Mahou Tsukai No Yome (The Ancient Magus’ Bride) is a story about a young woman named Chise Hatori, who has been able to see things no one else could since she was a little girl. She has been plagued by trouble and bad luck, eventually leading up to her being sold on an auction of some kind that caters to the supernatural. She is picked up by Elias Ainsworth, an inhuman magus that seeks to take her on as his apprentice and eventual bride, and whisked away to a new life.
The success of the manga series has led to the creation of a 3-part OVA prequel, Hoshi Matsu Hito (Those Awaiting A Star), the first part of which I will be reviewing.
The premise of the story, or the foundation which it is built upon, is to tell us how Chise eventually ended up in Elias’ care during the beginning of the manga series. However, because the story starts at some undefined point after that, to tie it into the source materials, it has to be framed in a way that sounds both natural and fitting for the setting. So, in order to allow us to get a feel for the characters, it’s framed through the medium of a story told to Elias by Chise upon finding a book she receives from Angelica Barlei, the woman we see at the beginning of the story.
One of the benefits of this method is that we get to see how Chise is doing in the present, including her living arrangements and her close associates, and can thus show how big the contrast is to how she used to be. However, it does feel like you’re jumping into the middle of something and will possibly blindside you unless you’ve read the source materials. Then again, considering this was supposed to be shipped with the manga volume, it’s not really meant to be viewed without being familiar with the series already.
The setting, as far as we can tell, is set in the modern time-period. Magical creatures, magus, and other otherworldly things exist alongside buildings, cities, and the usual trappings of society. We see from how Chise reacts but others don’t to the presence of certain beings that only a handful of people are able to perceive the supernatural, thus there is some form of “masquerade” going on with the two sides being separated by perception. I’m tempted to call it an Urban Fantasy story for this reason, but we’ll just stick to the Supernatural genre for the time being.
Overall, it’s not exactly an original setting, but these days nothing is and I’d be a liar if I didn’t say that its my favorite kind of setting to begin with.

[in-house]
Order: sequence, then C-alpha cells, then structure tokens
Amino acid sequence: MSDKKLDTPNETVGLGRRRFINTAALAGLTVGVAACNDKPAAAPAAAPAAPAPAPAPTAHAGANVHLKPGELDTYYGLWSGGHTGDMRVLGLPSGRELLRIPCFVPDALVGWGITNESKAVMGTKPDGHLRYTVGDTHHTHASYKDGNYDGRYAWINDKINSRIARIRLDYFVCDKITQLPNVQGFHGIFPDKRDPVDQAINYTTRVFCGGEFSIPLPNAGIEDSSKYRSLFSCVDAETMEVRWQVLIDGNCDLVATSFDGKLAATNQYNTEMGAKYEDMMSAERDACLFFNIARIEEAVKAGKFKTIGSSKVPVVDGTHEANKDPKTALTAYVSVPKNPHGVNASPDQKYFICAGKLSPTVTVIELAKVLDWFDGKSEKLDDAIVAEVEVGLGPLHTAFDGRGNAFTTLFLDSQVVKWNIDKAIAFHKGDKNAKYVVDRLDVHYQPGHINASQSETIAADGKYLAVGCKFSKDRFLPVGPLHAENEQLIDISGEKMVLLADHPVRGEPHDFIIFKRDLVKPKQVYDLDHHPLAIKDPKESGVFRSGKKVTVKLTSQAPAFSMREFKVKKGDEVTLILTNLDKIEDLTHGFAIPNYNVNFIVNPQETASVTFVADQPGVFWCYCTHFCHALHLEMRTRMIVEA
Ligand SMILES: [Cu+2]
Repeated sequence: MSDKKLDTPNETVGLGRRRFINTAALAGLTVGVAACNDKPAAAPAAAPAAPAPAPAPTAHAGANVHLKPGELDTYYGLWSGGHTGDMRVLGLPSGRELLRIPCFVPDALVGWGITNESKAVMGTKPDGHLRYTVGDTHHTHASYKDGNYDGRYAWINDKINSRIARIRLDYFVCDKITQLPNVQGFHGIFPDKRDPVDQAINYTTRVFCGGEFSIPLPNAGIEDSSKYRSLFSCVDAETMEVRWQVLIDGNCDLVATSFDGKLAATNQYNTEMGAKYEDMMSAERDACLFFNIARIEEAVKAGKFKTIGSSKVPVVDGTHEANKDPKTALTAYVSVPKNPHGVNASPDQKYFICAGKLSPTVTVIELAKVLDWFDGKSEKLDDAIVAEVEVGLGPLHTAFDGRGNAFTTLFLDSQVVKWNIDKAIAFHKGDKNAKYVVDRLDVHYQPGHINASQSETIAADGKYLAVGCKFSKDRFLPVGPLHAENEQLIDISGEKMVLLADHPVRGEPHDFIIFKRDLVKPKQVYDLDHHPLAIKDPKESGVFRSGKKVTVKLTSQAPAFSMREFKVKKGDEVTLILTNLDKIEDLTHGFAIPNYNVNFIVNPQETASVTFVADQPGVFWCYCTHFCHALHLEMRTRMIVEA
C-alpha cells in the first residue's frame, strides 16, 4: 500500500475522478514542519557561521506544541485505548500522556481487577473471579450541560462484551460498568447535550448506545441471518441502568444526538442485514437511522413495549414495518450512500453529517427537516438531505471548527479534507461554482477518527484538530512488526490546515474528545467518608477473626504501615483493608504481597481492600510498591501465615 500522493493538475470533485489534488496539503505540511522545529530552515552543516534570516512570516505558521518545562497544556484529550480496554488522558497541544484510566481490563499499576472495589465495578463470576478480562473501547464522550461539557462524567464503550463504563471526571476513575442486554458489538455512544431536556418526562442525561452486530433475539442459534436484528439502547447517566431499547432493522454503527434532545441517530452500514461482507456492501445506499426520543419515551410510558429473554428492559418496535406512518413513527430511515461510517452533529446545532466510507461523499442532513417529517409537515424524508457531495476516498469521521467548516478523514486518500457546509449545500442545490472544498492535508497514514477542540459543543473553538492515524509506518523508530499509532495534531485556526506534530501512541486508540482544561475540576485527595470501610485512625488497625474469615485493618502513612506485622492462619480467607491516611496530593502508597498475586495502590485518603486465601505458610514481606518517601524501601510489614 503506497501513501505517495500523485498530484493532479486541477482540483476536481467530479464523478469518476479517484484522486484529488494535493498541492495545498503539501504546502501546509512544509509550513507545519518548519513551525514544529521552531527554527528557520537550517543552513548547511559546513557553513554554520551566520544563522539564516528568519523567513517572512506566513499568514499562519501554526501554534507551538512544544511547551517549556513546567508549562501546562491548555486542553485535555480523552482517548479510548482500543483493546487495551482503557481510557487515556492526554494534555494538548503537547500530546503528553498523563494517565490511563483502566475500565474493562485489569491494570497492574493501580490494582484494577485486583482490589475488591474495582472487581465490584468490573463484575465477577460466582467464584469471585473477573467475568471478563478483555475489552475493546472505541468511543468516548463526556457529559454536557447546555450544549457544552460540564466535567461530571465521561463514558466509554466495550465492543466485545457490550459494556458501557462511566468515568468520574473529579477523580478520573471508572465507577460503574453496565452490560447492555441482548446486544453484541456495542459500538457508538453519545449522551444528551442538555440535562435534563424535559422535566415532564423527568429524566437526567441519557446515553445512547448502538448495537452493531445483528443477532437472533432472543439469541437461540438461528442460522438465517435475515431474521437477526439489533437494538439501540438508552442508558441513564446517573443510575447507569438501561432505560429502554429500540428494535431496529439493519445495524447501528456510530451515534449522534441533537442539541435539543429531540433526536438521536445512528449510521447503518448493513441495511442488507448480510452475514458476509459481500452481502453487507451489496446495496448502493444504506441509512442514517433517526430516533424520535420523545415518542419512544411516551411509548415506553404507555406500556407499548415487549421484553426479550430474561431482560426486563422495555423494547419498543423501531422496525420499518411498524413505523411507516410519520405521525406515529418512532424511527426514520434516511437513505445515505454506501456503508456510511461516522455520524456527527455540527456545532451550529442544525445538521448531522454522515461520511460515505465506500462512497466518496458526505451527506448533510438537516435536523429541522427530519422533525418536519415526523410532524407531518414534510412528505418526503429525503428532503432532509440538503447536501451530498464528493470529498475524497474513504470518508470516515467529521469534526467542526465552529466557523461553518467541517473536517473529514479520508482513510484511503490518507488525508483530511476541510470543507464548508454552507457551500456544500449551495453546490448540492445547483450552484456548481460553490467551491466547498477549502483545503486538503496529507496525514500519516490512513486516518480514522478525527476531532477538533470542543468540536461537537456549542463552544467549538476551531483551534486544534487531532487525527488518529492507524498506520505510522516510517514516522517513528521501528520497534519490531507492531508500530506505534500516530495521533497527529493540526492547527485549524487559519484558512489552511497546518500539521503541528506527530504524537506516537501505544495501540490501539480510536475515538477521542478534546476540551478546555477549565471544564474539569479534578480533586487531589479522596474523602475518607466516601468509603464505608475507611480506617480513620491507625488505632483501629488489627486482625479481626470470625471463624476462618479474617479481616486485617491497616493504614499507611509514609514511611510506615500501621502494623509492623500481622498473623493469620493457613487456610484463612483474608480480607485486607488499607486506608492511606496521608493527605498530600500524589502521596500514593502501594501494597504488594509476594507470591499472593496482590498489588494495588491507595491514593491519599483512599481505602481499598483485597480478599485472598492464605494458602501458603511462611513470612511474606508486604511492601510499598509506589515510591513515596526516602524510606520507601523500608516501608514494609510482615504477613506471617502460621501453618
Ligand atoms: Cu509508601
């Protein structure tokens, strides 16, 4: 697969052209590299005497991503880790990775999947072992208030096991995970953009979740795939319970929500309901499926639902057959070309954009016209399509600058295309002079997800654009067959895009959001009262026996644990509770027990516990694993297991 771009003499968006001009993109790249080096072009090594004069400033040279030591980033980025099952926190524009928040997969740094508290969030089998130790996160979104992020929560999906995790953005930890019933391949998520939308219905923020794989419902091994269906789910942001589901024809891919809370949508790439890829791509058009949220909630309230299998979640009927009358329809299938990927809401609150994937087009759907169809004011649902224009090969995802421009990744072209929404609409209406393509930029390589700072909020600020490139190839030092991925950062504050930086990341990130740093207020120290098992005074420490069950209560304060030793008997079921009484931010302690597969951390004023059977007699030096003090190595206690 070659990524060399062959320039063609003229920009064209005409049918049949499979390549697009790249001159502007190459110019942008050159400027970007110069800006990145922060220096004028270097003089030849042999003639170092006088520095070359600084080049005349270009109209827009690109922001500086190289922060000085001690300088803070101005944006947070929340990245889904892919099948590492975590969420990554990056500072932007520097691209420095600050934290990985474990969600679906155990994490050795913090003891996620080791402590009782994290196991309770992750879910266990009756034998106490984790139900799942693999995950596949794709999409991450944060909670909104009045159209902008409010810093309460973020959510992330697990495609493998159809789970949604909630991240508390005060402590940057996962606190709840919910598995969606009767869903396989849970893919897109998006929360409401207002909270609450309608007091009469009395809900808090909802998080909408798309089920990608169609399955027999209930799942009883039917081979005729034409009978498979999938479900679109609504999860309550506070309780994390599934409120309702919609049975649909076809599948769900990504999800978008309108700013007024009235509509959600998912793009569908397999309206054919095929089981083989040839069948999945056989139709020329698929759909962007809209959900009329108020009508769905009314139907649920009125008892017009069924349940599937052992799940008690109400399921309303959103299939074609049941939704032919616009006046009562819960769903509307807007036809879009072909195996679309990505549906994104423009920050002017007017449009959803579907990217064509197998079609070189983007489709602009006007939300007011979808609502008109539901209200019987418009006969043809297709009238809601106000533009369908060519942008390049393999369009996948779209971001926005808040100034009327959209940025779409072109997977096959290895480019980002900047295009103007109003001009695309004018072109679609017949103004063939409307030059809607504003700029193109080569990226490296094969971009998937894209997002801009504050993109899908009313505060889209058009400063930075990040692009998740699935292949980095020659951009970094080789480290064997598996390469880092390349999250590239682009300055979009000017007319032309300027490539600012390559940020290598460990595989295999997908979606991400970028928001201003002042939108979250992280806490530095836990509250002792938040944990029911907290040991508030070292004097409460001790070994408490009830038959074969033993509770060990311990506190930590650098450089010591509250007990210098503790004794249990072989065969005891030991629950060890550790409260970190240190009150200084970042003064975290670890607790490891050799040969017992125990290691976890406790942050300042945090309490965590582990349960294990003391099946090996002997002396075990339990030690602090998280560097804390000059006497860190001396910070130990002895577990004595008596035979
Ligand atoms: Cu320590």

The characters of the story are somewhat hamstrung by the premise, namely that Chise is the primary protagonist while everyone else is basically a secondary character. Because of this, it’s… relatively hard to get a strong feel for the other characters. We know that the people close to her have something of a family vibe, but they don’t explain why Ruth can transform from dog-to-human, why Silky is quiet, what Elias is, or even how well Angelica knows Chise to give her a gift on top of everything else that she has to deliver to her.
However, we do get to know a relatively decent amount about Chise thanks to how the story is framed in the present and then the past. Because it starts ahead, we see that Chise has become a relatively normal and eager apprentice to Elias and that she’s somewhat comfortable around the supernatural. Compare that to when the flashback begins and we see that she has obviously gone through a lot to get to that point.
She’s lost family, was adopted into another one that couldn’t understand what she was going through and misconstrued her actions, and was constantly on-edge. From her eyes alone we could see that she was afraid to sleep, and because of how she was constantly harassed by invisible monsters, no one could really understand or get close to her.
Animation & Sound
One of the benefits of being an OVA is that the animation has time to be done well, which is evident in the gorgeous scenes throughout the video, and the animation quite pleasing to the eyes, with no major hiccups that you’d find in some longer-running series.
As for the music, I’m not an expert but even I can tell that it fit splendidly. The tune when Angelica and Hugo were casting a spell at the beginning of the video, the placid music when they were having breakfast, and when the storytelling begins fit the themes of magic and family that they want to tell perfectly.
Overall, this is a fairly decent production and a visually pleasing entry into the series’ franchise that I find myself fond of. However, as mentioned before, because the expected audience are readers of the manga series, this isn’t exactly newcomer-friendly in regards to the characters and setting. You really will have to read the source materials to get to know the facts better.
That being said, if you are a curious fan of the Supernatural or Slice-of-Life genres and haven’t read the series yet, this is your ticket into seeing a tiny bit of what’s in store for you and should be watched.
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